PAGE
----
By Ritney A. Castine | Mosaic guest columnist
Updated: Sep. 10, 2023, 12:56 p.m.| Published: Sep. 09, 2023, 6:30 a.m.
Vigil on Wednesday, Aug. 30, 2023, for Andrew “Drew” Jerome Washington who was fatally shot by Jersey City police at his home on Randolph Avenue on Aug. 27. (Reena Rose Sibayan | The Jersey Journal)
As an ordained Methodist clergyperson with a notable two-decade career in the public health space, the recent tragic death of Andrew “Drew” Jerome Washington of Jersey City is triggering as well as traumatic.
While there will likely be internal and external investigations to evaluate the actions of the first responders and police, one of the most heartbreaking aspects of Drew’s death is simply that it should have never happened. Mental illness touches us all, crossing lines of race, ethnicity and socioeconomic status.
Historically, police have acted as the frontline responders to a growing mental health crisis. However, the rising cases of mental health crises do not require a criminal justice response, rather it requires a community-led response rooted in a public health and a restorative framework.
This is especially true in low-income and Black and brown communities. Social and political unrest, financial insecurity, health status and the lingering effects of the COVID-19 pandemic have all contributed to an increase of intense physical, mental, and emotional stress, which leads to difficulty in effectively coping and functioning.
Additionally, there are realities specific to Jersey City residents like gentrification, the absence of affordable housing, gun violence, and changing demographics that can overwhelm us all.
In a city as tax rich and ethnically and culturally diverse as Jersey City, it is particularly devastating that the services available to individuals with mental illness are so severely lacking. Every 911 call does not require the response of someone with a gun.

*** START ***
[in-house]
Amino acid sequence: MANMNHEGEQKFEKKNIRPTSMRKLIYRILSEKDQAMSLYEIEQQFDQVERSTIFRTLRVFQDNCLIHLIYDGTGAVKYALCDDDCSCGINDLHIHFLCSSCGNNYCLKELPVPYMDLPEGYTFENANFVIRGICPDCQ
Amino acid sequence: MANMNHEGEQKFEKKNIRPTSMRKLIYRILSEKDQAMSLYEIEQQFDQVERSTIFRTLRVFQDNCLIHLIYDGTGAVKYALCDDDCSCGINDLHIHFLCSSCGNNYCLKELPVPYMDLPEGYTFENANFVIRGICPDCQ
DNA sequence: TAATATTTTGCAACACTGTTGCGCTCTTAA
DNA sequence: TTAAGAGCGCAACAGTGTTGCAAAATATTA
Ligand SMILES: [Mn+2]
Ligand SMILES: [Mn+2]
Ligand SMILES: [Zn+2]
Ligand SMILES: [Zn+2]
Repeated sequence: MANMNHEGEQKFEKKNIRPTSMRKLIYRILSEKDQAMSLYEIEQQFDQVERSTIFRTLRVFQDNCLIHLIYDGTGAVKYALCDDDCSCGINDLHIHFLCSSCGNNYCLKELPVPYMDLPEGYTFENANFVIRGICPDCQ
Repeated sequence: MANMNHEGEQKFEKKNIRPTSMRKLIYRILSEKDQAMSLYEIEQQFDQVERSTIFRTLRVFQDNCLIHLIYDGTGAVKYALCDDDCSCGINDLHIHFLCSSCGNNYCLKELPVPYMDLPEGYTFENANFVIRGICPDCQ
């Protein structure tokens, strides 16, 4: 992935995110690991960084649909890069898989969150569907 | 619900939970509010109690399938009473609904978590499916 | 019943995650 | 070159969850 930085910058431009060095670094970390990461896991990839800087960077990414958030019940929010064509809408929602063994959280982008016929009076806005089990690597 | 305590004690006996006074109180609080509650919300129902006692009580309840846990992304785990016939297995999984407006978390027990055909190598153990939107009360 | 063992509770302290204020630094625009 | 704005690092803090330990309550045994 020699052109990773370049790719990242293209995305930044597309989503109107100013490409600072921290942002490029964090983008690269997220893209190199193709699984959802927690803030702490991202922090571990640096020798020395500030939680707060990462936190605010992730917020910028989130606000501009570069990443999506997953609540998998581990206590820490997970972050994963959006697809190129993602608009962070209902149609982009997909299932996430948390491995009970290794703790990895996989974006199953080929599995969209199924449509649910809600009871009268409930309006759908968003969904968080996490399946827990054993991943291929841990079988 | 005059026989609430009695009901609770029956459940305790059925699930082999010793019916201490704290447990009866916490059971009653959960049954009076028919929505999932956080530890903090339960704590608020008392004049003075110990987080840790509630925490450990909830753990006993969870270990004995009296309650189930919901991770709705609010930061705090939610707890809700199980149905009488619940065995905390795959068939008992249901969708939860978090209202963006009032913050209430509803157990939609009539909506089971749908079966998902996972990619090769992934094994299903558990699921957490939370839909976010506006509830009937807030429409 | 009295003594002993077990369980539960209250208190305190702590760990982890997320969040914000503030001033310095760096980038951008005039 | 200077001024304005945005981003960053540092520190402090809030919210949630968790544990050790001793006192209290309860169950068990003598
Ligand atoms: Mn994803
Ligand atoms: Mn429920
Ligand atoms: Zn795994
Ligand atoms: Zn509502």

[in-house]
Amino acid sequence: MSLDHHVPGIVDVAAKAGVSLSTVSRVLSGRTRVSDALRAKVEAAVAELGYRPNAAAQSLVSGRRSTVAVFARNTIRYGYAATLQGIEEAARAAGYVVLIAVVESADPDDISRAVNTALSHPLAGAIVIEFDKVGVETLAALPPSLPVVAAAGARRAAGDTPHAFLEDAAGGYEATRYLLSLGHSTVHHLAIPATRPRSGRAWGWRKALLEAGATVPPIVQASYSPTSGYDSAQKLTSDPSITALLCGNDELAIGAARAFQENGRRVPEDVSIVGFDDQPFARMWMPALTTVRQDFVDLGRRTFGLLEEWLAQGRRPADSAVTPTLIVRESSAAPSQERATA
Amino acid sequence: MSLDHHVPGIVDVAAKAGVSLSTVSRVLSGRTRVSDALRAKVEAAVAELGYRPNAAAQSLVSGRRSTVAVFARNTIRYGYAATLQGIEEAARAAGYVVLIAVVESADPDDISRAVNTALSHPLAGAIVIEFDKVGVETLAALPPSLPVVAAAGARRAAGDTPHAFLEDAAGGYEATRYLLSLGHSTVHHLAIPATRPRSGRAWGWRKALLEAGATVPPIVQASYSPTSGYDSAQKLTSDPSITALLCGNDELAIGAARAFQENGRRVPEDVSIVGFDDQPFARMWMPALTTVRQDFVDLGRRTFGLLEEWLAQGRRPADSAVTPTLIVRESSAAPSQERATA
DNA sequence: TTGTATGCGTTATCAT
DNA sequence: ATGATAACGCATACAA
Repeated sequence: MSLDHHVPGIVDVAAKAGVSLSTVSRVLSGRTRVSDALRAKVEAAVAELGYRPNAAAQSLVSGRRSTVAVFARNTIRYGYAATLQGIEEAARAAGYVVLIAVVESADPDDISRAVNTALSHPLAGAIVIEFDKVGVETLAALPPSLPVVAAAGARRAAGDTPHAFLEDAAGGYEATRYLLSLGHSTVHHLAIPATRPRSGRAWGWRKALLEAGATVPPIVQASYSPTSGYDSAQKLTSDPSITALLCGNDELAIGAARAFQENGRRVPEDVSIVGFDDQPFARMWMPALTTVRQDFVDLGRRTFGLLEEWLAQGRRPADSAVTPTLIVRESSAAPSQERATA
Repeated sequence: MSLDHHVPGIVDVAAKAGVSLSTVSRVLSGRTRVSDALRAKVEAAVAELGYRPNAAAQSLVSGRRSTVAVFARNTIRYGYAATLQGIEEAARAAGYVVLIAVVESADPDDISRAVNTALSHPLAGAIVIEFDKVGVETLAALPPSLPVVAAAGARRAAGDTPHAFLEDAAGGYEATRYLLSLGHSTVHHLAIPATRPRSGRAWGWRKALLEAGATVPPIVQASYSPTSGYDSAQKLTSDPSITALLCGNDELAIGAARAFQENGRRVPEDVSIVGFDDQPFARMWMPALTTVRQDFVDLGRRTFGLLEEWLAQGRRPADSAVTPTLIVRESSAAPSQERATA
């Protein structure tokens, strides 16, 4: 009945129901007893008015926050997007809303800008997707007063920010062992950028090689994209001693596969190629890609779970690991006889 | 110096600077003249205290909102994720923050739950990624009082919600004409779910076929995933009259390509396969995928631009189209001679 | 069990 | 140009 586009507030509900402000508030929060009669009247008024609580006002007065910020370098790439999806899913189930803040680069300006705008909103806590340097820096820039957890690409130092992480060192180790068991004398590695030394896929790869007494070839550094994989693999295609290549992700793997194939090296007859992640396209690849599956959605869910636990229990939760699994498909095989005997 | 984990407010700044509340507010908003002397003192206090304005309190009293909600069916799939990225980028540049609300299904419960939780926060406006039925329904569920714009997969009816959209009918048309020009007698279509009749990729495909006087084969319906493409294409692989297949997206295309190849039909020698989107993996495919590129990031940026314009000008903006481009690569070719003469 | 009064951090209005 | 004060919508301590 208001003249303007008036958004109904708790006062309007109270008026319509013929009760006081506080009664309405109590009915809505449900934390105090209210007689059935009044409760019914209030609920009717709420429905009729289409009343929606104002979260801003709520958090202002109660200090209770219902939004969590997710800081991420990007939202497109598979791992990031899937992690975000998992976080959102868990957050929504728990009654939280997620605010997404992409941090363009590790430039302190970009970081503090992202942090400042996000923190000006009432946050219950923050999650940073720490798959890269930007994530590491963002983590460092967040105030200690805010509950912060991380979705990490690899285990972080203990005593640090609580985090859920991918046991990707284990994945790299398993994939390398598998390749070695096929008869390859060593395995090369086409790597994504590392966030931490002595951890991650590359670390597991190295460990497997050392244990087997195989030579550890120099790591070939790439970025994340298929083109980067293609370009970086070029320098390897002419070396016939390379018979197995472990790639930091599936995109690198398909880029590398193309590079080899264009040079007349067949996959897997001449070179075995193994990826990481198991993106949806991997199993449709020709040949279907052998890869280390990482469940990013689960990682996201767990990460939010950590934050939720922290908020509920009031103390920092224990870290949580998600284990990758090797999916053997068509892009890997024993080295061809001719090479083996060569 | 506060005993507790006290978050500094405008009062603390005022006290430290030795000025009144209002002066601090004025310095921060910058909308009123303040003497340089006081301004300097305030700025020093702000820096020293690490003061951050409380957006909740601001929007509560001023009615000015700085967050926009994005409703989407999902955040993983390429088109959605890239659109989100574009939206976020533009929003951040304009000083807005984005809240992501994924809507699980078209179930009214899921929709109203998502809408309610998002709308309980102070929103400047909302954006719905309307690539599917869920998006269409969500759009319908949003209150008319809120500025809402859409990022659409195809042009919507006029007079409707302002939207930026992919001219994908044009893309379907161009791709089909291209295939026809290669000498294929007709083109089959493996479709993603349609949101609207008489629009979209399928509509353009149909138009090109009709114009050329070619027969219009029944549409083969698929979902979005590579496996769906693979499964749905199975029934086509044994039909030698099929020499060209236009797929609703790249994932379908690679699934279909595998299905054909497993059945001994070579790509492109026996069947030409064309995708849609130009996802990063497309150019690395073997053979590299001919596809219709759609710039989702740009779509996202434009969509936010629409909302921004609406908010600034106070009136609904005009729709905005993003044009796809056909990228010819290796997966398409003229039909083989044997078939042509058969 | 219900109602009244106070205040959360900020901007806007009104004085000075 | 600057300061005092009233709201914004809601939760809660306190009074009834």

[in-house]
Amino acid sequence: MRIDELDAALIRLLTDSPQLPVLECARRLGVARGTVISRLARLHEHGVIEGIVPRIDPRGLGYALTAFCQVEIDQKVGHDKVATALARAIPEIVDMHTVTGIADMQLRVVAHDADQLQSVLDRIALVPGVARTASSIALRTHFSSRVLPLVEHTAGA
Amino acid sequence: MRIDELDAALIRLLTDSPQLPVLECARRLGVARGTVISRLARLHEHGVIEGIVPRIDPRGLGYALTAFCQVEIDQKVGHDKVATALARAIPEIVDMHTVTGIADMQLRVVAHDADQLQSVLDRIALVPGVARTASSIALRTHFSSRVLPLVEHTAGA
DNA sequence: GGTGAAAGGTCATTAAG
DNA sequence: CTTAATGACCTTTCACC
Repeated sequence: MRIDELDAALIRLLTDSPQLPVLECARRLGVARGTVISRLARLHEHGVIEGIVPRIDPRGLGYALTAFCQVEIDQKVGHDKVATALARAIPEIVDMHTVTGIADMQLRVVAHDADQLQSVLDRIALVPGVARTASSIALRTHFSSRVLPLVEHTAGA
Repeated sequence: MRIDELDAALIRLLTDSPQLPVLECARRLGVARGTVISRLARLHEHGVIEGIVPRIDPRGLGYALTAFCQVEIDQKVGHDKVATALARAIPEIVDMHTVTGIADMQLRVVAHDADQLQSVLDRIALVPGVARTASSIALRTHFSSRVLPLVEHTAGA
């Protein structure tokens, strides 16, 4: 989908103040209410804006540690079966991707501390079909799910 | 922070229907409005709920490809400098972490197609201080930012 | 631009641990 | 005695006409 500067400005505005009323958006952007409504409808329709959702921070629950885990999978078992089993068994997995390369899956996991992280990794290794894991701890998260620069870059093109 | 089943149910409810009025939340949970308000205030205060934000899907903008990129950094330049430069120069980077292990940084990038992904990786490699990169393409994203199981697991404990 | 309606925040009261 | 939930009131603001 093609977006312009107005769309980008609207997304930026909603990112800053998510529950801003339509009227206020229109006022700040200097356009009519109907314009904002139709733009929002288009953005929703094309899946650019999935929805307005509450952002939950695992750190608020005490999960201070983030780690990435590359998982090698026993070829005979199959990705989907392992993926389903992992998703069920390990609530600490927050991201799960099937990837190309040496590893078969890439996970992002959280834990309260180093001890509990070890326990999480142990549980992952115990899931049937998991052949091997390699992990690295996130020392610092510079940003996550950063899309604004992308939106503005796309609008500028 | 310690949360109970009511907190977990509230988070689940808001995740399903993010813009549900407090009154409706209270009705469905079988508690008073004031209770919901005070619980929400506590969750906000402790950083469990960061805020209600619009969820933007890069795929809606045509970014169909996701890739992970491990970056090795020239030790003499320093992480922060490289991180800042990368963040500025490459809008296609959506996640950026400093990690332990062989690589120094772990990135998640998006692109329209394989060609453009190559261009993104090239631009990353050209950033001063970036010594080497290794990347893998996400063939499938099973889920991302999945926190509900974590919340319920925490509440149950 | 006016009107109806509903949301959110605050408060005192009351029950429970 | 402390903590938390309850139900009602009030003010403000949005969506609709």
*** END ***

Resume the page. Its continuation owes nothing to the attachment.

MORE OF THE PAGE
Studies have shown that most 911 calls are for noncriminal matters that don’t warrant a police response. In instances where someone is experiencing a mental/behavioral health crisis, not only is a police response inappropriate, it has been proven to escalate and worsen the situation.
If we are to put a stop to the surge of needless and preventable deaths of Black people at the hands of police, then it is high time that the state supports community-led alternative responses free from police involvement or interference. There are examples of such responses throughout the nation and in our neighboring cities like Paterson, Newark and Trenton.
These models consist of a cadre of trained and competent professionals from the community employing best practices and proven de-escalation techniques that do not include the use of lethal force. We must work to ensure that crises are dealt with in a manner that is least damaging to individuals and most conducive to a peaceful and therapeutic outcome, a manner that centers a commitment to the preservation of life.
In April of last year, Jersey City’s council approved plans for a community crisis response team to deal with certain 911 calls. These plans have yet to be implemented. Why? And if they had, could it have saved the life of Drew on that fateful day? Communities across the state, believe that it could have and are calling for legislation that would establish community crisis response team pilot programs in target cities throughout the state. Assembly Bill 5326 passed in June, and communities are calling for its introduction and approval in the Senate.
As the state’s second most populous city, Jersey City should be a part of this program. It would certainly lead to a reduction of death and injury and would de-emphasize law enforcement’s ever-expanding role in dealing with individuals navigating challenges associated with living with mental health issues.
For the sake of families as well as the law enforcement community, we must find a better way.
Rev. Ritney A. Castine is the pastor of Mt. Pisgah AME Church in Jersey City.
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